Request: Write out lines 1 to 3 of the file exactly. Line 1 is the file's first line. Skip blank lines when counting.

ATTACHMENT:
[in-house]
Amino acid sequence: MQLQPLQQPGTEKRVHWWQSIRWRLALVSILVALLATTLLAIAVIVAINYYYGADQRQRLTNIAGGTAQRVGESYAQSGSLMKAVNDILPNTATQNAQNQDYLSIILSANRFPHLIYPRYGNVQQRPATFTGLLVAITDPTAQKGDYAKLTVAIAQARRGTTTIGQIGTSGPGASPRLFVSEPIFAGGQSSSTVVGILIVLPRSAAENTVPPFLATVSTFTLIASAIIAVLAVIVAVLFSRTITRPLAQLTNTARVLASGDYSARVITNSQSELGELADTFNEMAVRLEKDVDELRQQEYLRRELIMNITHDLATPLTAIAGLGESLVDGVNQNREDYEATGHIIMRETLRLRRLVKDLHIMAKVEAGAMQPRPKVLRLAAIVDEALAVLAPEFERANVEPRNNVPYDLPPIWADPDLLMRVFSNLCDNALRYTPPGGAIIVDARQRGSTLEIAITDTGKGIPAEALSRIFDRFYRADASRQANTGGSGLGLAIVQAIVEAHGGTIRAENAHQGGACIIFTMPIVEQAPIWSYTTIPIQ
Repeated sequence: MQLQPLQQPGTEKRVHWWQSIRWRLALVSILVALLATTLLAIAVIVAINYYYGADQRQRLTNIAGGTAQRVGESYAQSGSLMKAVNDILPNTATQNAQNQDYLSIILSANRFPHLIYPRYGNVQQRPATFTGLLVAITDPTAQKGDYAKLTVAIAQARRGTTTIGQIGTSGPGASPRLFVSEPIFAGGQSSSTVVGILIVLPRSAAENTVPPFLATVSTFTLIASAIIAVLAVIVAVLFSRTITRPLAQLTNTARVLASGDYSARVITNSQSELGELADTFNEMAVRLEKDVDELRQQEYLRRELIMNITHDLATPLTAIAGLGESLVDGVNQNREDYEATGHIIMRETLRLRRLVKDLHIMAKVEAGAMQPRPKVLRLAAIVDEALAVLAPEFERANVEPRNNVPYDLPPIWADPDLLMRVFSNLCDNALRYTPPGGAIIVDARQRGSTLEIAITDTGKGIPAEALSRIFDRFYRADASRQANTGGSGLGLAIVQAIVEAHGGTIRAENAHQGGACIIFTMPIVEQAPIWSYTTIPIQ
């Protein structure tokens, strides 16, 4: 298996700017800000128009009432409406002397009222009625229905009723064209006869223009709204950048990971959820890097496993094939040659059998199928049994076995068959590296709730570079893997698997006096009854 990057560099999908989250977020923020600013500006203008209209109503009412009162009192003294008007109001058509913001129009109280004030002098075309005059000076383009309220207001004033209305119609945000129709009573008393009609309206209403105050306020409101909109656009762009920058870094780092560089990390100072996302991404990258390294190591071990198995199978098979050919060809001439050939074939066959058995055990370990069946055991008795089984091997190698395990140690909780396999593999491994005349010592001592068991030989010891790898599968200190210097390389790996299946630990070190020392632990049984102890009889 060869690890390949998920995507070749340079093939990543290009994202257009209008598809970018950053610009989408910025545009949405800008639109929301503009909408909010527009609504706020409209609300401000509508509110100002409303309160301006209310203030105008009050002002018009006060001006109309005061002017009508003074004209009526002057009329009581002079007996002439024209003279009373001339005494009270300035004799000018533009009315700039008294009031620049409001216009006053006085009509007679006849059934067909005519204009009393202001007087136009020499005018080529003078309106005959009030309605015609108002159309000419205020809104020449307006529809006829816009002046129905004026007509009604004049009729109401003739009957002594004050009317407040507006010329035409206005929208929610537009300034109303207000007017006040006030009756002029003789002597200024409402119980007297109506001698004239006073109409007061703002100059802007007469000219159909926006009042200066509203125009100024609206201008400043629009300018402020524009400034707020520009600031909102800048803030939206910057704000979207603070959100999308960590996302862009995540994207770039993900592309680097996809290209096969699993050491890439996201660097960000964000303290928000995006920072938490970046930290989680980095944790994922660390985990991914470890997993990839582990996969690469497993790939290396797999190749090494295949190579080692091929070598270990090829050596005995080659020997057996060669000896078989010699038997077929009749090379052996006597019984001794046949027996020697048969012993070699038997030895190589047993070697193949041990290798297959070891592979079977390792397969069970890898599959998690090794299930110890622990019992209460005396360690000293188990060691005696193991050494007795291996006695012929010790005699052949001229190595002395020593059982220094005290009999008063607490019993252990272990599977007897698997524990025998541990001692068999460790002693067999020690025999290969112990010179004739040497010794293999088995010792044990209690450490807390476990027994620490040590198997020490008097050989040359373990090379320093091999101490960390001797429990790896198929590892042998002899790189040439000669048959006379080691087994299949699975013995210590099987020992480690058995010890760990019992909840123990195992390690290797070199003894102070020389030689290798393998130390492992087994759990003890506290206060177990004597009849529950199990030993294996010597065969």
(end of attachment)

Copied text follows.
[in-house]
Amino acid sequence: MQLQPLQQPGTEKRVHWWQSIRWRLALVSILVALLATTLLAIAVIVAINYYYGADQRQRLTNIAGGTAQRVGESYAQSGSLMKAVNDILPNTATQNAQNQDYLSIILSANRFPHLIYPRYGNVQQRPATFTGLLVAITDPTAQKGDYAKLTVAIAQARRGTTTIGQIGTSGPGASPRLFVSEPIFAGGQSSSTVVGILIVLPRSAAENTVPPFLATVSTFTLIASAIIAVLAVIVAVLFSRTITRPLAQLTNTARVLASGDYSARVITNSQSELGELADTFNEMAVRLEKDVDELRQQEYLRRELIMNITHDLATPLTAIAGLGESLVDGVNQNREDYEATGHIIMRETLRLRRLVKDLHIMAKVEAGAMQPRPKVLRLAAIVDEALAVLAPEFERANVEPRNNVPYDLPPIWADPDLLMRVFSNLCDNALRYTPPGGAIIVDARQRGSTLEIAITDTGKGIPAEALSRIFDRFYRADASRQANTGGSGLGLAIVQAIVEAHGGTIRAENAHQGGACIIFTMPIVEQAPIWSYTTIPIQ
Repeated sequence: MQLQPLQQPGTEKRVHWWQSIRWRLALVSILVALLATTLLAIAVIVAINYYYGADQRQRLTNIAGGTAQRVGESYAQSGSLMKAVNDILPNTATQNAQNQDYLSIILSANRFPHLIYPRYGNVQQRPATFTGLLVAITDPTAQKGDYAKLTVAIAQARRGTTTIGQIGTSGPGASPRLFVSEPIFAGGQSSSTVVGILIVLPRSAAENTVPPFLATVSTFTLIASAIIAVLAVIVAVLFSRTITRPLAQLTNTARVLASGDYSARVITNSQSELGELADTFNEMAVRLEKDVDELRQQEYLRRELIMNITHDLATPLTAIAGLGESLVDGVNQNREDYEATGHIIMRETLRLRRLVKDLHIMAKVEAGAMQPRPKVLRLAAIVDEALAVLAPEFERANVEPRNNVPYDLPPIWADPDLLMRVFSNLCDNALRYTPPGGAIIVDARQRGSTLEIAITDTGKGIPAEALSRIFDRFYRADASRQANTGGSGLGLAIVQAIVEAHGGTIRAENAHQGGACIIFTMPIVEQAPIWSYTTIPIQ